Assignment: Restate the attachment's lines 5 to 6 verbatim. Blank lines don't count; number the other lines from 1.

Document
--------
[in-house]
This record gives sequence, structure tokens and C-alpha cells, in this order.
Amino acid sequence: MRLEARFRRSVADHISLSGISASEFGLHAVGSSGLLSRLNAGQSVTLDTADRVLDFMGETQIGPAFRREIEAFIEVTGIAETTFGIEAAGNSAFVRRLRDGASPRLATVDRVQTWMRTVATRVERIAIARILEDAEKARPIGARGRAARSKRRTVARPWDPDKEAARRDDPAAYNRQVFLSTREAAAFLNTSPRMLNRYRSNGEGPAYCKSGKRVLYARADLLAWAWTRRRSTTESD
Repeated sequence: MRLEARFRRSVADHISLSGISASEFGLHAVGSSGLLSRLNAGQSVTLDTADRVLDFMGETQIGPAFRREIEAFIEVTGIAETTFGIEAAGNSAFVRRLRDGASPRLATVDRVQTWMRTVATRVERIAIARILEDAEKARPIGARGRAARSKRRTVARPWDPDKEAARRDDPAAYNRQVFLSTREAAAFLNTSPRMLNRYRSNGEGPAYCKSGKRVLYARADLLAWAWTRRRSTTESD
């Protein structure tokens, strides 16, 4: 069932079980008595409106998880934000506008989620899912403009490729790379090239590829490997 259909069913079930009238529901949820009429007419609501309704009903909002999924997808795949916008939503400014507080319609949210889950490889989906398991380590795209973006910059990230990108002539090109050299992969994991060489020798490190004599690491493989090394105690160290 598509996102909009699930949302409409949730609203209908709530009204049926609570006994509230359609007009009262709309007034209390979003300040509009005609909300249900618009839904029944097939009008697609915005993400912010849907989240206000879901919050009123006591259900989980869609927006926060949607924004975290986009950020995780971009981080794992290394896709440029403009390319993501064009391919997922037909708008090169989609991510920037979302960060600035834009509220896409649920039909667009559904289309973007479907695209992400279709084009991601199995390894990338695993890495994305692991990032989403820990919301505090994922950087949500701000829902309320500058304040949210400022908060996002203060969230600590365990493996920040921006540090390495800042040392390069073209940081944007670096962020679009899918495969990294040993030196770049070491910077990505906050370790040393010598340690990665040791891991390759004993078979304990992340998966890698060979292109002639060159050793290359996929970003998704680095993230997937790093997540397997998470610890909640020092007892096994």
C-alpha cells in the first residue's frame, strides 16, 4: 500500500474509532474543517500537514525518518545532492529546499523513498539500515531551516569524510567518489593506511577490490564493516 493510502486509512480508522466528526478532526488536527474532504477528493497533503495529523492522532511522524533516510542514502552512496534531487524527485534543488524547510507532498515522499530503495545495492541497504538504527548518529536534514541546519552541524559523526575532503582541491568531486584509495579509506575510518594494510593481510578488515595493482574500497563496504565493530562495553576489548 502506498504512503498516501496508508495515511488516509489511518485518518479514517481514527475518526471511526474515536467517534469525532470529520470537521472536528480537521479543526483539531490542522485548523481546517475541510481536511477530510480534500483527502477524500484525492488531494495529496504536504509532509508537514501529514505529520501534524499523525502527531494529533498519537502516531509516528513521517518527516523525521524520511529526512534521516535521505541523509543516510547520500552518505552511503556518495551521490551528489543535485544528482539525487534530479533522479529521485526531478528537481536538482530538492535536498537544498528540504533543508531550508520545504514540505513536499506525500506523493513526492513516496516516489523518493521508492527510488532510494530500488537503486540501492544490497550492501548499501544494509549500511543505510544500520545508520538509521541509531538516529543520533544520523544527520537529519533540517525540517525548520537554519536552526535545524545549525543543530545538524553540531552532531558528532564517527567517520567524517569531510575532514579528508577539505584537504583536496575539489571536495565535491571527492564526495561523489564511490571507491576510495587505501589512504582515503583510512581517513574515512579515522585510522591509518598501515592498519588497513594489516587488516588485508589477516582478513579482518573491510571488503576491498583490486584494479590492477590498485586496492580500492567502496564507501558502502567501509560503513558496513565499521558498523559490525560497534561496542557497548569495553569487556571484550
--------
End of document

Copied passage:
């Protein structure tokens, strides 16, 4: 069932079980008595409106998880934000506008989620899912403009490729790379090239590829490997 259909069913079930009238529901949820009429007419609501309704009903909002999924997808795949916008939503400014507080319609949210889950490889989906398991380590795209973006910059990230990108002539090109050299992969994991060489020798490190004599690491493989090394105690160290 598509996102909009699930949302409409949730609203209908709530009204049926609570006994509230359609007009009262709309007034209390979003300040509009005609909300249900618009839904029944097939009008697609915005993400912010849907989240206000879901919050009123006591259900989980869609927006926060949607924004975290986009950020995780971009981080794992290394896709440029403009390319993501064009391919997922037909708008090169989609991510920037979302960060600035834009509220896409649920039909667009559904289309973007479907695209992400279709084009991601199995390894990338695993890495994305692991990032989403820990919301505090994922950087949500701000829902309320500058304040949210400022908060996002203060969230600590365990493996920040921006540090390495800042040392390069073209940081944007670096962020679009899918495969990294040993030196770049070491910077990505906050370790040393010598340690990665040791891991390759004993078979304990992340998966890698060979292109002639060159050793290359996929970003998704680095993230997937790093997540397997998470610890909640020092007892096994």
C-alpha cells in the first residue's frame, strides 16, 4: 500500500474509532474543517500537514525518518545532492529546499523513498539500515531551516569524510567518489593506511577490490564493516 493510502486509512480508522466528526478532526488536527474532504477528493497533503495529523492522532511522524533516510542514502552512496534531487524527485534543488524547510507532498515522499530503495545495492541497504538504527548518529536534514541546519552541524559523526575532503582541491568531486584509495579509506575510518594494510593481510578488515595493482574500497563496504565493530562495553576489548 502506498504512503498516501496508508495515511488516509489511518485518518479514517481514527475518526471511526474515536467517534469525532470529520470537521472536528480537521479543526483539531490542522485548523481546517475541510481536511477530510480534500483527502477524500484525492488531494495529496504536504509532509508537514501529514505529520501534524499523525502527531494529533498519537502516531509516528513521517518527516523525521524520511529526512534521516535521505541523509543516510547520500552518505552511503556518495551521490551528489543535485544528482539525487534530479533522479529521485526531478528537481536538482530538492535536498537544498528540504533543508531550508520545504514540505513536499506525500506523493513526492513516496516516489523518493521508492527510488532510494530500488537503486540501492544490497550492501548499501544494509549500511543505510544500520545508520538509521541509531538516529543520533544520523544527520537529519533540517525540517525548520537554519536552526535545524545549525543543530545538524553540531552532531558528532564517527567517520567524517569531510575532514579528508577539505584537504583536496575539489571536495565535491571527492564526495561523489564511490571507491576510495587505501589512504582515503583510512581517513574515512579515522585510522591509518598501515592498519588497513594489516587488516588485508589477516582478513579482518573491510571488503576491498583490486584494479590492477590498485586496492580500492567502496564507501558502502567501509560503513558496513565499521558498523559490525560497534561496542557497548569495553569487556571484550